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This question already has an answer here:

"I like to eat fast food"

or

"I like eating fast food" I would like to know which of the two sentences above is grammatically correct

marked as duplicate by user140086, Edwin Ashworth, candied_orange, ab2, jimm101 Feb 21 '16 at 2:55

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1) "I like to eat fast food"

2) "i like eating fast food"

1 is correct. 2 should have capitalized the I. Other then that minor typo 2 is fine. They mean the same thing. They just say it a different way.

As Buzz Lightyear never said, "To infinitive, and gerund!"

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    Hi, CandiedOrange, I don't think they mean the same thing. Please read the duplicate I posted in the above comment. – user140086 Feb 20 '16 at 8:33
  • @Rathony I've read the duplicate and still see the meaning here as being the same. Eating is not like getting married. The ideal isn't to do it only once. It's the WAY that meaning is being communicated that is different. Translate this into a different language and I can't see a good argument for both lines not being expressed exactly the same way. – candied_orange Feb 20 '16 at 8:41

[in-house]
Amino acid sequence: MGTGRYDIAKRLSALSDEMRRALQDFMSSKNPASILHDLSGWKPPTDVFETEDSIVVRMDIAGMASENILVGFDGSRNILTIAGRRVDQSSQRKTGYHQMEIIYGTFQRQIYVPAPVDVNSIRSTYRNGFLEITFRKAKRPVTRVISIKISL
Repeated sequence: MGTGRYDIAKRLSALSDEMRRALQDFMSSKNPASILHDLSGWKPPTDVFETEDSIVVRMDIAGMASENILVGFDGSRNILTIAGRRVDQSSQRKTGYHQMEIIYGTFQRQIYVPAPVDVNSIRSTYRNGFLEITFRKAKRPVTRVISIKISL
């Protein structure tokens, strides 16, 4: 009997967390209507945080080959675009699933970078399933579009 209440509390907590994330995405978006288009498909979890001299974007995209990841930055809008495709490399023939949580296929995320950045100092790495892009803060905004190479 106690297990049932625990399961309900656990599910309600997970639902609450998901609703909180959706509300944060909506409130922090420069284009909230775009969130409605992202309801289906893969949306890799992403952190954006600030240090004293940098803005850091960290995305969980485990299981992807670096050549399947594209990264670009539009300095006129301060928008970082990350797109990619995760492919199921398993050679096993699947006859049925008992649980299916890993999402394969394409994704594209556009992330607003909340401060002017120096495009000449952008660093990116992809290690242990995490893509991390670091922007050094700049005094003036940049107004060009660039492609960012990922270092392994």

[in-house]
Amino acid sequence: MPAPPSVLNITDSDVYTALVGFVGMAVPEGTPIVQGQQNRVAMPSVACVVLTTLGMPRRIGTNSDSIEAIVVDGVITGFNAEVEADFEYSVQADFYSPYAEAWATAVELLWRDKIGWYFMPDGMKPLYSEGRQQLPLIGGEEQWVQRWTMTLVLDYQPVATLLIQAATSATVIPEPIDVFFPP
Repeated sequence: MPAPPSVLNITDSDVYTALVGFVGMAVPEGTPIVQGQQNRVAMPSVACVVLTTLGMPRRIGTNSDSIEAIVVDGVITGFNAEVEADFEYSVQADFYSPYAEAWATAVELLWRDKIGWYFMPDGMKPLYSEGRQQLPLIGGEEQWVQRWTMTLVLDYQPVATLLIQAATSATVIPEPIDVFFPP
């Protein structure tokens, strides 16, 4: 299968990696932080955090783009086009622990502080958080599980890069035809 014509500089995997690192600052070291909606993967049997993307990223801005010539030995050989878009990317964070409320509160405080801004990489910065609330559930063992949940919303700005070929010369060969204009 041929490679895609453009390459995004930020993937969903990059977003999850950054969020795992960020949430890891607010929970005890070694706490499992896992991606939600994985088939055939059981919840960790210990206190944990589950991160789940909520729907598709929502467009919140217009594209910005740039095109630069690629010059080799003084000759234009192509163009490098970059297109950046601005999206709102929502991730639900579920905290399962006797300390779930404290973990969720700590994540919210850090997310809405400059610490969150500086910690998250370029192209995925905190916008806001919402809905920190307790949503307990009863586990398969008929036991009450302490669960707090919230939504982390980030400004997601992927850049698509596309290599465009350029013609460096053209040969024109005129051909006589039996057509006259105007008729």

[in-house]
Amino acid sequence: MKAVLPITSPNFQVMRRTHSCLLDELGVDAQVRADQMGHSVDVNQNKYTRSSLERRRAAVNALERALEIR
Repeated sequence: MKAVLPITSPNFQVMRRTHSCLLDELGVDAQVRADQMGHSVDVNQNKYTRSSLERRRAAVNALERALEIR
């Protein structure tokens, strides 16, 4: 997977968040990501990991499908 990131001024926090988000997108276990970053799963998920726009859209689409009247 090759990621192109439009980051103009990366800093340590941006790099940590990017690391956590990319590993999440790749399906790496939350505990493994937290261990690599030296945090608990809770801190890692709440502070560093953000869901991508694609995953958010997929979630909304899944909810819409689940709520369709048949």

• (1) could mean "I am hungry and I want to eat fast food (now or soon)" and (2) could mean I always enjoy eating fast food. It depends on context. – user140086 Feb 20 '16 at 8:43
  • 1) cannot mean that if the speaker is a native english speaker. That would be corrected to "I would like to eat fast food". And yes, everything depends on context. – candied_orange Feb 20 '16 at 8:46
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    OP clearly posted without context, and the answer given does the same thing. Assumes no context - in that case, both are perfectly valid to describe the same thing. Duplicate or not, if we don't get enough details or context, this question can go anywhere. On hold(?) would be much better. – Sakatox Feb 20 '16 at 11:03

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